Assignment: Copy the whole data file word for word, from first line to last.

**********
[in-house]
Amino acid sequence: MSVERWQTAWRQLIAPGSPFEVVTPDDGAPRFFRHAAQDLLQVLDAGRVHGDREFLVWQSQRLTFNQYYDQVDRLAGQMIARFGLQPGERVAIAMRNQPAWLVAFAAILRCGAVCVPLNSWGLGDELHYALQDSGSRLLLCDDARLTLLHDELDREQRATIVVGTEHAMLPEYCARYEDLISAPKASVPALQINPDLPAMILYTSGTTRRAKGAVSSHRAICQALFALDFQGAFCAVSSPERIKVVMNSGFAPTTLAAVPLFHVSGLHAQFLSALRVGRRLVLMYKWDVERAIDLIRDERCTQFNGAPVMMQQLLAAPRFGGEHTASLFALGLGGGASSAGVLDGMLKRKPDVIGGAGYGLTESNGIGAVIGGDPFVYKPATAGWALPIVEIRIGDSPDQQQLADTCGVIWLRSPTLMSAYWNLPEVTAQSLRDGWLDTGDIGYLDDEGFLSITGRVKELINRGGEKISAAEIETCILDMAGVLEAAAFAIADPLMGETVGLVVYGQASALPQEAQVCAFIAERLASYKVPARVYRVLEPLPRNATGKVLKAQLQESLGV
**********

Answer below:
[in-house]
Amino acid sequence: MSVERWQTAWRQLIAPGSPFEVVTPDDGAPRFFRHAAQDLLQVLDAGRVHGDREFLVWQSQRLTFNQYYDQVDRLAGQMIARFGLQPGERVAIAMRNQPAWLVAFAAILRCGAVCVPLNSWGLGDELHYALQDSGSRLLLCDDARLTLLHDELDREQRATIVVGTEHAMLPEYCARYEDLISAPKASVPALQINPDLPAMILYTSGTTRRAKGAVSSHRAICQALFALDFQGAFCAVSSPERIKVVMNSGFAPTTLAAVPLFHVSGLHAQFLSALRVGRRLVLMYKWDVERAIDLIRDERCTQFNGAPVMMQQLLAAPRFGGEHTASLFALGLGGGASSAGVLDGMLKRKPDVIGGAGYGLTESNGIGAVIGGDPFVYKPATAGWALPIVEIRIGDSPDQQQLADTCGVIWLRSPTLMSAYWNLPEVTAQSLRDGWLDTGDIGYLDDEGFLSITGRVKELINRGGEKISAAEIETCILDMAGVLEAAAFAIADPLMGETVGLVVYGQASALPQEAQVCAFIAERLASYKVPARVYRVLEPLPRNATGKVLKAQLQESLGV